John Denny
There were probably four or five key things that came out of this strategic planning process. As I look back on it, number one, we had a hard time clearly defining what we do and being able to articulate that. Frankly, we came up with our vision statement, which cop captured everything we were trying to say in five or six simple words making change for the common good. That set the stage for all of our work going forward, number one.

Number two, we identified a number of services that we provide that are I’m not sure this is the right word but replicable. In other words, these are services that we provide, that we can have, most of our employees be trained to do. That would also help take a load off of the other work that we do with clients, being very creative in our approach, and management of the projects. That was critical to this.

Number three, we forgot about one big key element–sales. I mean for the longest time and still to this date, as the head of the company, I tend to be the lead in all sales. But because we focused on the sales-component of the strategy meeting of the strategy plan–how you go about doing sales, how you market, we engage with a your recommendation and other company that led us through that process–so that now, everybody in the team is able to either promote our services in the correct way or sell up on some of the clients the other services we do, or simply get them more comfortable in doing pitch sessions, or as we call them informational sessions, just to kind of learn what a prospect may need and what we can offer.

Laurie Barkman
The reflection of the team’s reactions to not only where we are now but if you can think back to were there any objections, or they were always bought into the process?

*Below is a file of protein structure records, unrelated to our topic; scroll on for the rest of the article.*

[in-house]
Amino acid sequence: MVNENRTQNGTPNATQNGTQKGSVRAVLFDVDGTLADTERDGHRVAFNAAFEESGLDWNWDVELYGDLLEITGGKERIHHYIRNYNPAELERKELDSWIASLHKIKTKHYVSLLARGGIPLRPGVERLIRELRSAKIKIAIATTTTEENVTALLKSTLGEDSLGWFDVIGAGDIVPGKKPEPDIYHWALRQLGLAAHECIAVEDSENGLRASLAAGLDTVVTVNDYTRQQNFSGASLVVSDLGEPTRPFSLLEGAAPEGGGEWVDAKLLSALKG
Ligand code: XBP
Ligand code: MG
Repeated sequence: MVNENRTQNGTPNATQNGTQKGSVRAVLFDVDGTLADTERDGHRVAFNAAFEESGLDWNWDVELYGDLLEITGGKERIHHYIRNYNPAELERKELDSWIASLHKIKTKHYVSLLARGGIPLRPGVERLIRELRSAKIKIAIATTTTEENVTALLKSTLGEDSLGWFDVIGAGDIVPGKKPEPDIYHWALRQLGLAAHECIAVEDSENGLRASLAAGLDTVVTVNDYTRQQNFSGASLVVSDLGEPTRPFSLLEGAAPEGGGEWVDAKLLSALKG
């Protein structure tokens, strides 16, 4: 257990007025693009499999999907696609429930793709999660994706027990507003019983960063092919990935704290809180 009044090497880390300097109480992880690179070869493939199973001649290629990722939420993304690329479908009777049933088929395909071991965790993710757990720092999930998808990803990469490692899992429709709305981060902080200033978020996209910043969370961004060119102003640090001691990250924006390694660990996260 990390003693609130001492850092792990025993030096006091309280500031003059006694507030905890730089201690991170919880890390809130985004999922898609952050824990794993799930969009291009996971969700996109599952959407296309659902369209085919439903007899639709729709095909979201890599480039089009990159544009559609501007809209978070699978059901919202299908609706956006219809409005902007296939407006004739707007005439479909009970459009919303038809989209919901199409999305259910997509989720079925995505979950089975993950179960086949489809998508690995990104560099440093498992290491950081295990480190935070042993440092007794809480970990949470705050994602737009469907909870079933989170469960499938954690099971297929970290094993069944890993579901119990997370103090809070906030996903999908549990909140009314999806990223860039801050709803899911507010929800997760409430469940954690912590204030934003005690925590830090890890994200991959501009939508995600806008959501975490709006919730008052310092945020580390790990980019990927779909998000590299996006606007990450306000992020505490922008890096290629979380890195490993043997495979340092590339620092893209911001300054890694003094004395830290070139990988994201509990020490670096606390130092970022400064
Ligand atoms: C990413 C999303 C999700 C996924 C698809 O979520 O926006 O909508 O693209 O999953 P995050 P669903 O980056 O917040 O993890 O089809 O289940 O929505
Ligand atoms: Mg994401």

John Denny
I think, first of all, there was a fear factor. I think when we started it, just before we started, I can remember one of our employees saying, oh, my gosh, you’re not going to make me be a salesman, are you? No, that’s not what this is about. That’s a component but selling it, the place, we’re going to meet you where you are as an employee and find out how you can best help us on the sales. There was probably some a fear factor and then I would say throughout the process, there was a level of concern, which we’ve managed now and mastered was, how in the world are we going to implement everything that we’ve come up with? But we’ve designed a system where we literally have, every two weeks, a strategy session with a team where we go through by category by line item, what we’ve done, have we hit our market target? Does it still make sense? We found some things that we thought were absolutely critical at the time, doesn’t make sense where we are now. We’re able to adjust but there was another fear factor of are we going to be able to do it all?

Laurie Barkman
Yeah, because you’re a small team and you’re servicing clients. I’m really proud for what you just said that you’ve embraced the action-oriented nature of a plan. If you create a plan and you put it away on a shelf, or in your Google, Dropbox, whatever, and you never look at it again, what good is it? You could not only did it but you’ve continued to update, you’ve continued to modify, and execute, which is huge.

John Denny
We even make on our every on our bi-weekly calls. We make a team member after practice, one of the sales pitches is the wrong word, but sales approach of what we do before the entire team, and at first they were scared to death about it. Now it’s become a kind of an engaging fun part of our every other week session.

Laurie Barkman
If you were going to rewind and say I wish we had a strategic plan years ago. Could you say that? It is something that other companies should be doing as well?

John Denny